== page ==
I just came across some news on MobiStation in Uganda and the first thought I had was that is a good example of another good appropriate technology initiative destined to fail.
Every year, UNICEF sends out millions of School-in-a-Box kits for children affected by emergencies. Exercise books, slates, pencils, rulers, and other learning materials enable a teacher and up to 80 students, taught in double shifts of 40, to create an instant classroom – no matter where they are. Originally designed for refugees following the Rwanda crisis of 1994, School-in-a-Box has become the hallmark of UNICEF response in disasters. Twenty years later, in the era of Information Technology, UNICEF is pioneering a new type of digital School-in-a-Box.
MobiStation, developed by UNICEF Uganda, is a solar-powered multimedia kit complete with a laptop, projector, scanner, and speakers, all contained in a portable suitcase. Detailed content in this article. It works by projecting e-books, teaching videos, and other multimedia content in rural schools and health centers, bringing quality learning to marginalized groups. The educational content for MobiStation is developed and recorded by the country’s top teachers in subjects like English, math, social studies and science.
Although a great tool – a 21st century answer to the School-in-the-Box – has been developed, implementation will head for failure in Uganda. According to the information in the news flash MobiStation will address “…some of the biggest challenges of the education system: teacher absenteeism, poor-quality instruction, and lack of textbooks.”
A classical mistake!
Technology is not going to solve political and social problems. Teacher absenteeism will not disappear with the MobiStation. Instruction will not be …………….. better! Alright? (all people in Uganda know what I mean here). Lack of textbooks? How is MobiStation going to provide textbooks for classes of 100 students that have hardly pen and paper?
The educational system in Uganda – like many African countries – is sick to the bone. Teachers stay home because they are not being paid in spite of all promises. Schools are run like prisons, corporal punishment and humiliation are rampant and a situation is created where neither staff nor students are motivated. There is no drive to innovate teaching methods in this environment. Government is looking away when it comes to individual schools. They rather like to impress donors with hollow phrases like “to provide for, support, guide, coordinate, regulate and promote quality education and sports to all persons in Uganda for national integration, individual and national development”.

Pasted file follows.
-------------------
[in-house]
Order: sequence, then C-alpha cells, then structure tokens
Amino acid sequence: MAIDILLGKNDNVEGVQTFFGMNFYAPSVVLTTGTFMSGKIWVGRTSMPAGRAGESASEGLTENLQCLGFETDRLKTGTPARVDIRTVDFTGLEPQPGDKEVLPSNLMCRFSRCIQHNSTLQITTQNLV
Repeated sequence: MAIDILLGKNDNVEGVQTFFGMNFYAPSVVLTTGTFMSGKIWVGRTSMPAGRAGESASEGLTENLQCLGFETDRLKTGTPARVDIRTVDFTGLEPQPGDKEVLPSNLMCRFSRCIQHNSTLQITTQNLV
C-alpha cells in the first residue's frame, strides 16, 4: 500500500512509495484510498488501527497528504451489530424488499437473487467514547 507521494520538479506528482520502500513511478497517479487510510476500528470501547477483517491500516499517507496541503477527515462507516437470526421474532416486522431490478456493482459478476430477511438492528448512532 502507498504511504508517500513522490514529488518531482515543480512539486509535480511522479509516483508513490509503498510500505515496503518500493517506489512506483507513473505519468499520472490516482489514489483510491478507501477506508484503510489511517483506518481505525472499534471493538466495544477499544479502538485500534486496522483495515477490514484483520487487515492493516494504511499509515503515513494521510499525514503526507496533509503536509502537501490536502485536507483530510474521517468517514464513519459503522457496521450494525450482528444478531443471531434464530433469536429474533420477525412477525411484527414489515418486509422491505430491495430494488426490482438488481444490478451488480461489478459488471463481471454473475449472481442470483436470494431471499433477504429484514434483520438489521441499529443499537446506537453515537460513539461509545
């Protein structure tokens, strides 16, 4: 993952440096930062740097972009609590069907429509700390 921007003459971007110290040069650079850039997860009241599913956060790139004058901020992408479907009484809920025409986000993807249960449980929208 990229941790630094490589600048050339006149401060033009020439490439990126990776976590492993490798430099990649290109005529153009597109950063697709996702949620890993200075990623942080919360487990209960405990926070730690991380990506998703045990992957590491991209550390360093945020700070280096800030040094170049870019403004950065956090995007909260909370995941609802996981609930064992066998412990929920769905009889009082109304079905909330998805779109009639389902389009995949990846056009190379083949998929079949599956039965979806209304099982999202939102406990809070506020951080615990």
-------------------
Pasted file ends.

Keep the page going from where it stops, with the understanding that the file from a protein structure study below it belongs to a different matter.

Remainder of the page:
If these basic conditions are not improved, MobiStation is not going to change anything in Uganda. The MobiStation is just going to end up as the private home cinema center for the headmaster.
Technologists are sometimes remarkably poor thinkers when it comes to social change. They forget that technology may support change but it will never bring about change. Change comes from individuals, social systems, governments, not from technology. So if they believe that MobiStation will change Uganda, I am certain that this will become a great story for the next ICT4D Failures conference.
Is MobiStation a good tool? YES, it is marvelous tool but to be used in emergency situations where schools have collapsed, libraries burned, but motivated teachers are on the ground. MobiStation will support these teachers to keep their students in ‘school’, to assure that the lives of the young school kids remains a bit ‘normal’ and it will bridge the gap until schools are being rebuilt. So, let’s forget about Uganda and see what the MobiStation can do in Gaza, the Central African Republic, Syria etc.